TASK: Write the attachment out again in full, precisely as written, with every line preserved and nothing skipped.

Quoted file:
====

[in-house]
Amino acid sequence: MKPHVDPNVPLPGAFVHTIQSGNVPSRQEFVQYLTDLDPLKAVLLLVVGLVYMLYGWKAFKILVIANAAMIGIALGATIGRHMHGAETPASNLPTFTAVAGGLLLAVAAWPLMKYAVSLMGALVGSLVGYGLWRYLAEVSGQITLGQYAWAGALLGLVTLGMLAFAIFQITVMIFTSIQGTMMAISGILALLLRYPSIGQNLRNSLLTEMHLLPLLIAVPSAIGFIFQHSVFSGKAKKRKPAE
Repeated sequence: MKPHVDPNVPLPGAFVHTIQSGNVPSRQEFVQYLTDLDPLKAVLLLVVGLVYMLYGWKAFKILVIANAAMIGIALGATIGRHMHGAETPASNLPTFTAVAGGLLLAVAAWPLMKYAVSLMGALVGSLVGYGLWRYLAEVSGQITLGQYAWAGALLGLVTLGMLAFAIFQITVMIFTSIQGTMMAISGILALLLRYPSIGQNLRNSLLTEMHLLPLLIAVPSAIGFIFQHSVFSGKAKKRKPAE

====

[in-house]
Amino acid sequence: MKPHVDPNVPLPGAFVHTIQSGNVPSRQEFVQYLTDLDPLKAVLLLVVGLVYMLYGWKAFKILVIANAAMIGIALGATIGRHMHGAETPASNLPTFTAVAGGLLLAVAAWPLMKYAVSLMGALVGSLVGYGLWRYLAEVSGQITLGQYAWAGALLGLVTLGMLAFAIFQITVMIFTSIQGTMMAISGILALLLRYPSIGQNLRNSLLTEMHLLPLLIAVPSAIGFIFQHSVFSGKAKKRKPAE
Repeated sequence: MKPHVDPNVPLPGAFVHTIQSGNVPSRQEFVQYLTDLDPLKAVLLLVVGLVYMLYGWKAFKILVIANAAMIGIALGATIGRHMHGAETPASNLPTFTAVAGGLLLAVAAWPLMKYAVSLMGALVGSLVGYGLWRYLAEVSGQITLGQYAWAGALLGLVTLGMLAFAIFQITVMIFTSIQGTMMAISGILALLLRYPSIGQNLRNSLLTEMHLLPLLIAVPSAIGFIFQHSVFSGKAKKRKPAE